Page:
I hope they realise their just reward!

It’s interesting how you conflate a variety of historical events, global politics and some vague economics into a stew that suits your palette and finally your vitriol against the EFF.

If you can’t stand the heat, don’t work in a kitchen. isn’t it time you left the country?

beachcomber, you commented on Pickler’s post and advised him to emigrate. This is a democratic country and he got more votes than you did. You got none actually. So according to our constitution, you are the one who has to “get out of the kitchen”. There is a place for your type in Zimbabwe and Venezuela. Goodbye and good luck. Please keep on commenting from there. Tell us what it is like under EFF-kind of regimes.

“It was socialism that put Victor Frankl in the concentration camps, to begin with.”

No, it wasn’t: it was a mix of unsatisfied nationalistic pride, fuelled by a superb orator and demagogue who played to the sense of worthlessness of the German nation after their defeat in WW! and their inherent trait of respect for authority and organisation.

The concentration camps and the persecution of the Jews, homosexuals, Gypsies and other sects like the Jehovah’s Witnesses were a convenient tool to further the intense spirit of nationalism.

“The fact that German anti-Semitism and anticapitalism spring from the same root is of great importance for the understanding of what has happened there, but this is rarely grasped by foreign observers.” – FA Hayek “The Road to Serfdom”

FA Hayek lived in Germany during the time of the Second World War and he received the Nobel Prize for Economics. He described all the collectivist policies like socialism, National Socialism, Communism and Fascism as anti-capitalist. I am inclined to take his word for it.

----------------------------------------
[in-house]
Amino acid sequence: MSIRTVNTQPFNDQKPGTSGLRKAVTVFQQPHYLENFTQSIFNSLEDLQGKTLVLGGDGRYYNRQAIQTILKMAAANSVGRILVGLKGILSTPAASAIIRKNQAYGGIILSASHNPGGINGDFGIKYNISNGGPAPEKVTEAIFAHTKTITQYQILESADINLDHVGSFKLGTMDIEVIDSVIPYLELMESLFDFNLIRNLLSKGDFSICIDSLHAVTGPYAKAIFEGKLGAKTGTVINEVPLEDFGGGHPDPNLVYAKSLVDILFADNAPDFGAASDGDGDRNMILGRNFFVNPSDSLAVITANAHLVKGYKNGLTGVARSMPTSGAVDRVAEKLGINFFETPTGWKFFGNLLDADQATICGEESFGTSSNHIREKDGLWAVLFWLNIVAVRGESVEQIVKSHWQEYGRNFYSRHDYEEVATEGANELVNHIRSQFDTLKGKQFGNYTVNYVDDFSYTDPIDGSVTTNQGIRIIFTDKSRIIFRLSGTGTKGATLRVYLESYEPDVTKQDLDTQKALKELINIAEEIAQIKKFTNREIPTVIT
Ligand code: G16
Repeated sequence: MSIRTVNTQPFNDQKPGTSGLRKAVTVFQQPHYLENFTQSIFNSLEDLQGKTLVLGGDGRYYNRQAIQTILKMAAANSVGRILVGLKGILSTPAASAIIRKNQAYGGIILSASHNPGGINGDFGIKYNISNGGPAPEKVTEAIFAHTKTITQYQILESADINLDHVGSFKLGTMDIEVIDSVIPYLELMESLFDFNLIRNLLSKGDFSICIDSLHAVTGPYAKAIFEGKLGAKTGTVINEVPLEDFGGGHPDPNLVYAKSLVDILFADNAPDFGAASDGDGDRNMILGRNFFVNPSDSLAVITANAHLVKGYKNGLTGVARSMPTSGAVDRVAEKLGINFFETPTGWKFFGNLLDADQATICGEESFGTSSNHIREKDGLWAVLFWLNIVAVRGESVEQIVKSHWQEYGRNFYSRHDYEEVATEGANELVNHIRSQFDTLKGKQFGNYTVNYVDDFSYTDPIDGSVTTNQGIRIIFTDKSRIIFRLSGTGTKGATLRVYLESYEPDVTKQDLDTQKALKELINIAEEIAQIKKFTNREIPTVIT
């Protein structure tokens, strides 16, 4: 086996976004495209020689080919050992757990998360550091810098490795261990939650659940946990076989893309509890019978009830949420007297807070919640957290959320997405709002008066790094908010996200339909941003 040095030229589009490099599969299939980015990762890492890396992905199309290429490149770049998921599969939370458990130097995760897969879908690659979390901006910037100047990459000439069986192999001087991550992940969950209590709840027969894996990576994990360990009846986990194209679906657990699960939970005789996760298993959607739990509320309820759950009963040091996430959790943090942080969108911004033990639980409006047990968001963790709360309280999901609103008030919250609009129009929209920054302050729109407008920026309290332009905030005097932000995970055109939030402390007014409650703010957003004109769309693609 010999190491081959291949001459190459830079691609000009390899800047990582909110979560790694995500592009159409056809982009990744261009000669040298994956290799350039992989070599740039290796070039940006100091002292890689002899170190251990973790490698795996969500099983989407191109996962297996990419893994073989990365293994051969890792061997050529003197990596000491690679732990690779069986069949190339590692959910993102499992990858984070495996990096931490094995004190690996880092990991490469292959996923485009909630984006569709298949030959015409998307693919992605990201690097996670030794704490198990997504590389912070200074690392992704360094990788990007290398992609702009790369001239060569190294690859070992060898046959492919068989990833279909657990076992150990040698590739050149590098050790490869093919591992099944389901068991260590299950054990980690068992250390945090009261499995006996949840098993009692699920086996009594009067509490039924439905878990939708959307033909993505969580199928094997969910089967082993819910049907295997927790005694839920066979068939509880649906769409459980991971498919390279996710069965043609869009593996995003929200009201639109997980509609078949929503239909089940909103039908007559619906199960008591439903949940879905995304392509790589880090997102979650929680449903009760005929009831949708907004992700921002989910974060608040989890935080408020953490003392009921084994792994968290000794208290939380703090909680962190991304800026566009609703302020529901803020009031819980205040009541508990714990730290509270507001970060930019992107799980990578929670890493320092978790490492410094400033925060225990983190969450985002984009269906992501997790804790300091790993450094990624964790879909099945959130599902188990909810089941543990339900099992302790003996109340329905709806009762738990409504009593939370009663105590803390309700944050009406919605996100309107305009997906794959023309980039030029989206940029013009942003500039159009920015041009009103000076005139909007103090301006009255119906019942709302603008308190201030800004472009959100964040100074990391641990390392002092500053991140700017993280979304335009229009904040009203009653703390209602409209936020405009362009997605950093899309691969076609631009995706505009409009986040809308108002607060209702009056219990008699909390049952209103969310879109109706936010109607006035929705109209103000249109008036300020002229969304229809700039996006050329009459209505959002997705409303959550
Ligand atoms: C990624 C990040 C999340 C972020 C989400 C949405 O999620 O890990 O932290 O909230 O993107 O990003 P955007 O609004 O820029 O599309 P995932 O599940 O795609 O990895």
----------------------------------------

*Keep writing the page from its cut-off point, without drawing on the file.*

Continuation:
The facts you mention are the symptoms of the disease, not the cause. It is like stating that a dry cough causes COVID disease.

We would have learned absolutely nothing from that terrible episode in human history if we do not realise that the atrocities that were perpetrated by the NAZIs is not inherent to Germans, nor is it the result of the German character, attitude or belief system.

The Holocaust was perpetrated by Germans during that specific period, but the ability to act in such a destructive and uncivilized manner in not confined to the German people. In fact, the German people should not feel particularly guilty about what has happened there because people of all races and belief systems have committed similar atrocities under similar circumstances. We as humans “as a collective” should take ownership of the issue. As humanity, we should guard against the factors that enable the most unscrupulous individuals among us, to rule us, and to motivate us to commit atrocities.